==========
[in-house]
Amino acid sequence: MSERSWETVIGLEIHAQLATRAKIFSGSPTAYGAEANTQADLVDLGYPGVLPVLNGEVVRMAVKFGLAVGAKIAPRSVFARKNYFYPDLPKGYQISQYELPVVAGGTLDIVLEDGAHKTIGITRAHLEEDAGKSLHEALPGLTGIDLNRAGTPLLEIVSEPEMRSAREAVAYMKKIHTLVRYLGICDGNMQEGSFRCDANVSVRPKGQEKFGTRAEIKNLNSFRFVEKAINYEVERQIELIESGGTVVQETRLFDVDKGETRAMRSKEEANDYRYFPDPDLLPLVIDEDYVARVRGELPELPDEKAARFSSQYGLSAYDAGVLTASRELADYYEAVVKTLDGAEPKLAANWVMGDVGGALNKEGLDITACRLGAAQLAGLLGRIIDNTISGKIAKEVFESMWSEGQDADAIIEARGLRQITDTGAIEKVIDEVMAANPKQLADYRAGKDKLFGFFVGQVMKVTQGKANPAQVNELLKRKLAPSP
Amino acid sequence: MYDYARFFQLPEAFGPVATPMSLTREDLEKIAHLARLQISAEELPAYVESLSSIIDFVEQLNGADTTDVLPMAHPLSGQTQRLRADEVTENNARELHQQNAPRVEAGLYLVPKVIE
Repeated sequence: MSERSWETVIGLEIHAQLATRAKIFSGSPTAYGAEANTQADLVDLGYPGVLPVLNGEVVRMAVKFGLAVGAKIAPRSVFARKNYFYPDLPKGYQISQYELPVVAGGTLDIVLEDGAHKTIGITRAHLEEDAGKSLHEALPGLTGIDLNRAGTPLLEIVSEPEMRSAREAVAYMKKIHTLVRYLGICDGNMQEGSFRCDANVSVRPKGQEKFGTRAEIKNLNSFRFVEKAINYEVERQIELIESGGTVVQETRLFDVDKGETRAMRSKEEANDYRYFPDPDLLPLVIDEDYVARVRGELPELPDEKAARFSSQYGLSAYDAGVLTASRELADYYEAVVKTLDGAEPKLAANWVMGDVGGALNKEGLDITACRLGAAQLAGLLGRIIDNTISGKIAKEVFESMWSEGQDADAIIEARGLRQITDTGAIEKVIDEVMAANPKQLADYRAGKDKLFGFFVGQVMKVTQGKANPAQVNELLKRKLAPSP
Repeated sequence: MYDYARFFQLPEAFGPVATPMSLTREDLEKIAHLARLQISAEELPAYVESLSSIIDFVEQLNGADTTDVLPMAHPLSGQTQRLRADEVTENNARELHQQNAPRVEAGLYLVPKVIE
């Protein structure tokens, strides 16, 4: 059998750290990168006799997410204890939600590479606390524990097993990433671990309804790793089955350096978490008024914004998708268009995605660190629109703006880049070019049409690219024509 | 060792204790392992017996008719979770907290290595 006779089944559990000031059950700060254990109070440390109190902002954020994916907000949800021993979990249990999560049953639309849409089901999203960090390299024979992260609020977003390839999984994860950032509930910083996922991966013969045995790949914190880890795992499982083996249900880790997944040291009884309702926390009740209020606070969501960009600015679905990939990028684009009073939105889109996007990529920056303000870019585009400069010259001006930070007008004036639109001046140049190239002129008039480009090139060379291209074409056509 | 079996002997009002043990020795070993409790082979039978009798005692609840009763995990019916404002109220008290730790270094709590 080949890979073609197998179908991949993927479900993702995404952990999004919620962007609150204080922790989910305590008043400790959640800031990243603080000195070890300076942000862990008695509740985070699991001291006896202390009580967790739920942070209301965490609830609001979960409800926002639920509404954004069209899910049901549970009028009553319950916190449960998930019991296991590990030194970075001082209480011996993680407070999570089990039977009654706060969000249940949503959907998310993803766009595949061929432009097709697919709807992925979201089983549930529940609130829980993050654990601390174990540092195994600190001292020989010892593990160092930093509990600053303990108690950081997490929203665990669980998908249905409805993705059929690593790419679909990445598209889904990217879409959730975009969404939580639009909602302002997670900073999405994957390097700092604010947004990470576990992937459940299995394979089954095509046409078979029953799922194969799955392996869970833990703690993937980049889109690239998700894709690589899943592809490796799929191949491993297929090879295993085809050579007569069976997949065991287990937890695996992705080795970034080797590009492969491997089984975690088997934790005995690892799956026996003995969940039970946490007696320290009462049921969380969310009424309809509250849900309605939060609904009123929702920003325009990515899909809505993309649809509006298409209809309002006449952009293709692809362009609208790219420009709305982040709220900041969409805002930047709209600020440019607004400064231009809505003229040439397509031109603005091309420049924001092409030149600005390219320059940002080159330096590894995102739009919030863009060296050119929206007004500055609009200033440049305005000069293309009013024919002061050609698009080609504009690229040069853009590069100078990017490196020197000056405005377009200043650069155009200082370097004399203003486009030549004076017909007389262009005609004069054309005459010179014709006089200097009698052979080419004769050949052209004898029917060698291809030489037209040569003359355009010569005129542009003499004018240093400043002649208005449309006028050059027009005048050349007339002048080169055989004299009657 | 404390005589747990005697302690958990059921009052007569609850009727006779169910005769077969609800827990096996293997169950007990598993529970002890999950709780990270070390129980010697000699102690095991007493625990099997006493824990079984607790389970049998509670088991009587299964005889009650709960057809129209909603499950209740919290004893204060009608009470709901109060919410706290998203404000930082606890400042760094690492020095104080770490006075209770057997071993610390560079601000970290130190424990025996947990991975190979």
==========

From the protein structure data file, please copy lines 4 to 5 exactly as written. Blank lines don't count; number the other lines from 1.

Repeated sequence: MSERSWETVIGLEIHAQLATRAKIFSGSPTAYGAEANTQADLVDLGYPGVLPVLNGEVVRMAVKFGLAVGAKIAPRSVFARKNYFYPDLPKGYQISQYELPVVAGGTLDIVLEDGAHKTIGITRAHLEEDAGKSLHEALPGLTGIDLNRAGTPLLEIVSEPEMRSAREAVAYMKKIHTLVRYLGICDGNMQEGSFRCDANVSVRPKGQEKFGTRAEIKNLNSFRFVEKAINYEVERQIELIESGGTVVQETRLFDVDKGETRAMRSKEEANDYRYFPDPDLLPLVIDEDYVARVRGELPELPDEKAARFSSQYGLSAYDAGVLTASRELADYYEAVVKTLDGAEPKLAANWVMGDVGGALNKEGLDITACRLGAAQLAGLLGRIIDNTISGKIAKEVFESMWSEGQDADAIIEARGLRQITDTGAIEKVIDEVMAANPKQLADYRAGKDKLFGFFVGQVMKVTQGKANPAQVNELLKRKLAPSP
Repeated sequence: MYDYARFFQLPEAFGPVATPMSLTREDLEKIAHLARLQISAEELPAYVESLSSIIDFVEQLNGADTTDVLPMAHPLSGQTQRLRADEVTENNARELHQQNAPRVEAGLYLVPKVIE